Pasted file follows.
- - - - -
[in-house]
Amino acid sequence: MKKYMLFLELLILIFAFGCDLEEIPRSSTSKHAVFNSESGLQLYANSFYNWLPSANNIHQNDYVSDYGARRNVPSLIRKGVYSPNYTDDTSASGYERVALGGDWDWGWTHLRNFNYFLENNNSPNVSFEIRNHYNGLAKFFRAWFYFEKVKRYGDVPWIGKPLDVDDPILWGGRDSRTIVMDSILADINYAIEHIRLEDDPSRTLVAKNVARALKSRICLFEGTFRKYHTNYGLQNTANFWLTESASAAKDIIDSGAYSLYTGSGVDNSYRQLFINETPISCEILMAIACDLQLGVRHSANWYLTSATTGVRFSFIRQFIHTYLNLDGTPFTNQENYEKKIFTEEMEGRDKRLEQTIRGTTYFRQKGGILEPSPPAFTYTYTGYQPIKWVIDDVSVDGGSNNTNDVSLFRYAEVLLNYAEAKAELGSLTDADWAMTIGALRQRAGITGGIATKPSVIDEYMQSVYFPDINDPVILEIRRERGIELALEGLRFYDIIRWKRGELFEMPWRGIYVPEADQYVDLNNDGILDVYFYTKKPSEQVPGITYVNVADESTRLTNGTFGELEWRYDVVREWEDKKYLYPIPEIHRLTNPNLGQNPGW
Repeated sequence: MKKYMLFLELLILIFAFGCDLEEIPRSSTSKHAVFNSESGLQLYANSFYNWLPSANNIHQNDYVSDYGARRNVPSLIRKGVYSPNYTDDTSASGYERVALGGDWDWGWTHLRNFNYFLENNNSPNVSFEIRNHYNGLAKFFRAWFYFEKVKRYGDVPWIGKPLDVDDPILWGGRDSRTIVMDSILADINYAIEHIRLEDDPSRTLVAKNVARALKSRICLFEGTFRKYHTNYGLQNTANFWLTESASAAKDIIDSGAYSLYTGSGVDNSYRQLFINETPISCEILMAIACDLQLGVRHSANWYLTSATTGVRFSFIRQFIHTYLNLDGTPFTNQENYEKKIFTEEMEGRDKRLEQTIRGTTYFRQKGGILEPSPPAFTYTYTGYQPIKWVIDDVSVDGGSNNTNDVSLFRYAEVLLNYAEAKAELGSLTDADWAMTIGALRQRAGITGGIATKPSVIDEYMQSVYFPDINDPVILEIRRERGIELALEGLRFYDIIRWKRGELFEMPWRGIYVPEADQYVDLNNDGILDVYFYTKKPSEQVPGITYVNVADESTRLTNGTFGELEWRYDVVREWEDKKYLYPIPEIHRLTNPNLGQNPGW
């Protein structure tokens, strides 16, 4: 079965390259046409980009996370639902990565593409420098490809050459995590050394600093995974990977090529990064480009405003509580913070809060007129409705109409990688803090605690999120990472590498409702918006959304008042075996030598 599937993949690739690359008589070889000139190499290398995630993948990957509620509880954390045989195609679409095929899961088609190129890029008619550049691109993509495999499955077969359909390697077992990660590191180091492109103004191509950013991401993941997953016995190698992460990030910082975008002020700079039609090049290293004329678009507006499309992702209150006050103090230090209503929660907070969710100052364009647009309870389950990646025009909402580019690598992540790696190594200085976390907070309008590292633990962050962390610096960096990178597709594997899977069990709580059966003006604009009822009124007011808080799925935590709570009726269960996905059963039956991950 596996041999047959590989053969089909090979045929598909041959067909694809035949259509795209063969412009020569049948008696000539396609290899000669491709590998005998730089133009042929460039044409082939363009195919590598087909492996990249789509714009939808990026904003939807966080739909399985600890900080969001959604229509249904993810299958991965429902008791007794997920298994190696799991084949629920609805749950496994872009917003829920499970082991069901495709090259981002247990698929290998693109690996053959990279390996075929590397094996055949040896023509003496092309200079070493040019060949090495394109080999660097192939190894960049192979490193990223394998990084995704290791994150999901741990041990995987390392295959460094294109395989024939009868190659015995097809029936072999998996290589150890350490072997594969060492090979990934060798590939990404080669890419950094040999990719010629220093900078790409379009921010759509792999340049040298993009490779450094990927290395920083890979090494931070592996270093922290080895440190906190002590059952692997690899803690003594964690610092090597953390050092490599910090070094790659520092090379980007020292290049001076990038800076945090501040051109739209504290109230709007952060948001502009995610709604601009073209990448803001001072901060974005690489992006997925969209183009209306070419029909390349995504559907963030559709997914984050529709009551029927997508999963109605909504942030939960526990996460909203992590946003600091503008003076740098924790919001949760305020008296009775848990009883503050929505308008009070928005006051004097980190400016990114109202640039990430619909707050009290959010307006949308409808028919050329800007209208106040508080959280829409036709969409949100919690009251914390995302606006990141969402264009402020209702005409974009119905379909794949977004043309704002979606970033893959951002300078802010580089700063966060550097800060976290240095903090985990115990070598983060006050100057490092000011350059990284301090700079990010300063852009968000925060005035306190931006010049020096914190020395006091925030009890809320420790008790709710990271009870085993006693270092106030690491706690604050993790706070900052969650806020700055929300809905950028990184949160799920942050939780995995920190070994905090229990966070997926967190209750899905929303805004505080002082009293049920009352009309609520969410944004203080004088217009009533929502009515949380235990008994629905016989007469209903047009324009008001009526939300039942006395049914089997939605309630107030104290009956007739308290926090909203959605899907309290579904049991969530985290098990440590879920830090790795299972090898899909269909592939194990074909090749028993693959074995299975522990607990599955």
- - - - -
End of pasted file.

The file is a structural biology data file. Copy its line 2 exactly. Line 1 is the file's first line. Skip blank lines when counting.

Amino acid sequence: MKKYMLFLELLILIFAFGCDLEEIPRSSTSKHAVFNSESGLQLYANSFYNWLPSANNIHQNDYVSDYGARRNVPSLIRKGVYSPNYTDDTSASGYERVALGGDWDWGWTHLRNFNYFLENNNSPNVSFEIRNHYNGLAKFFRAWFYFEKVKRYGDVPWIGKPLDVDDPILWGGRDSRTIVMDSILADINYAIEHIRLEDDPSRTLVAKNVARALKSRICLFEGTFRKYHTNYGLQNTANFWLTESASAAKDIIDSGAYSLYTGSGVDNSYRQLFINETPISCEILMAIACDLQLGVRHSANWYLTSATTGVRFSFIRQFIHTYLNLDGTPFTNQENYEKKIFTEEMEGRDKRLEQTIRGTTYFRQKGGILEPSPPAFTYTYTGYQPIKWVIDDVSVDGGSNNTNDVSLFRYAEVLLNYAEAKAELGSLTDADWAMTIGALRQRAGITGGIATKPSVIDEYMQSVYFPDINDPVILEIRRERGIELALEGLRFYDIIRWKRGELFEMPWRGIYVPEADQYVDLNNDGILDVYFYTKKPSEQVPGITYVNVADESTRLTNGTFGELEWRYDVVREWEDKKYLYPIPEIHRLTNPNLGQNPGW